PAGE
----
Fast forward through several rounds of burnout. Through praying and listening to God, I felt he helped me understand that my ChurchTechToday days were numbered. As I approached my fortieth birthday, I thought, I can’t wait any longer, I’ve got to get cracking on my dream to write nonfiction books.
I began praying about which idea I should pull the trigger on first. I had an Evernote file full of ideas, yet I didn’t know what to prioritize. During this same time period, I was active in a ministry for former Christian Scientists who had found Jesus Christ. It was my involvement in this ministry (together with the Holy Spirit) that prompted me to kick off my author career with my own story of leaving this group and finding biblical Christianity.
Also timed perfectly, an author-friend invited me to test out her new course on how to write a good nonfiction book. During her instruction, it dawned on me that organizing words was my passion, and writing a full-length book was merely organizing more words.
In my first book, I shared my personal story as well as nine other former Christian Scientists’ stories. Each chapter was carefully orchestrated to reflect a theological theme. Because I was writing in addition to my normal work and family duties, I labored for two and a half years before releasing it in September 2020. If it hadn’t been for my Inspire Critique Group participation, I would not have finished. It provided the accountability I needed to achieve my goal of publishing my first book.
Later that same year, I knew the time had come to sell ChurchTechToday. I listed the site for sale in December and after a long month of conversations, ended up selling my online magazine to Faithlife Corporation, one of the largest church tech companies in the world, developer of Logos Bible Software. It was a win-win and I was able to step away in March 2021 with money in the bank and goals for my next book in hand. After taking some time off, the idea came to me to write a short book to break down the process of writing a personal narrative using three-act story structure based on a theme. The framework assists people in writing a narrowly-focused slice of their life, perhaps their Christian testimony, or story of becoming a mother, as a few examples.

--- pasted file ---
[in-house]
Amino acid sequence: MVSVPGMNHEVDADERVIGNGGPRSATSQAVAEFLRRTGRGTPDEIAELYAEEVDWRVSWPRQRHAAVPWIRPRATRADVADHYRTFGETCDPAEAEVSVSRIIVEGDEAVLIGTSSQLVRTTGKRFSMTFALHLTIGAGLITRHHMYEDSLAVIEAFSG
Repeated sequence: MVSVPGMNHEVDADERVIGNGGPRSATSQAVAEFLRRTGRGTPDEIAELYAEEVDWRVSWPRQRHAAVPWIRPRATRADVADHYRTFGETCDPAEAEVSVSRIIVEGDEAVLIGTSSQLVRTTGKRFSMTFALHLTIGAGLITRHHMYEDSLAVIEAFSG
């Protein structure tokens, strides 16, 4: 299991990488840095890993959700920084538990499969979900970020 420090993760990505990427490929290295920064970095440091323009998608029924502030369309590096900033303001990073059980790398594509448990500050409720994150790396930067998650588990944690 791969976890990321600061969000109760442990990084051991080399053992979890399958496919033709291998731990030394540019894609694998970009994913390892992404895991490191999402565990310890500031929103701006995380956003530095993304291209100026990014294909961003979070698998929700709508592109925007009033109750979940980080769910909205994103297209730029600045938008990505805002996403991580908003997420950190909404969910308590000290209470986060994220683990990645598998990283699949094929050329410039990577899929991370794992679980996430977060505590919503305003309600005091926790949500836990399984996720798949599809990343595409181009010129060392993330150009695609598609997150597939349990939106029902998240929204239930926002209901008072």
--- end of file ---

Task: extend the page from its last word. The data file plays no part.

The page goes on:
As people read Leaving Christian Science, they’d reach out to me asking if I’d write their story for them. I thought I might as well write a book on how to write your journey so that people can be empowered to succinctly write about a slice of their lives. My sophomore work was published in November of 2021, a little over a year after my first book. Write Your Journey: A Step-by-Step Guide to Write Your Life Story Fast has found a nice audience of people who are overwhelmed by how to construct a sound story around a theme in their lives.
New Era as an Author, Freelance Writer, and Speaker
Not one to sit still too long, the itch to publish again is yet upon me. I’m compiling many poems and essays from the past two decades and will hopefully be able to create a short series of gift books around the topics of motherhood, faith, and the journey of life. I’m grateful to my Inspire Critique partners, Don and Libby, for their careful comments, helpful edits, and desire to discuss the big themes of how to write to impact, inspire, and share ourselves with our audience.
I continue to freelance, and I’m also launching new niche websites in areas where I’m passionate so that I can grow awareness of causes I care deeply about. One of my newest blogs is HSPJourney.com – Your Journey as a Highly Sensitive Person, a niche website for people who identify with the trait of Highly Sensitive Person, as researched by Dr. Elaine Aron. I also write about personal finance at EarnItSaveIt.com.
Lastly, I’ve had the opportunity to share my story out of Christian Science with a larger audience this year and also share music I’ve written. I’m grateful for these opportunities.
If you’re wondering, “is it too late to publish my book?” The answer is always “no.” It’s never too late to achieve your goals and dreams. If you want to pivot, if you want to publish, and if you want to put your stamp on the world, publishing, and specifically self-publishing, is a wonderful way to begin your own journey as an author.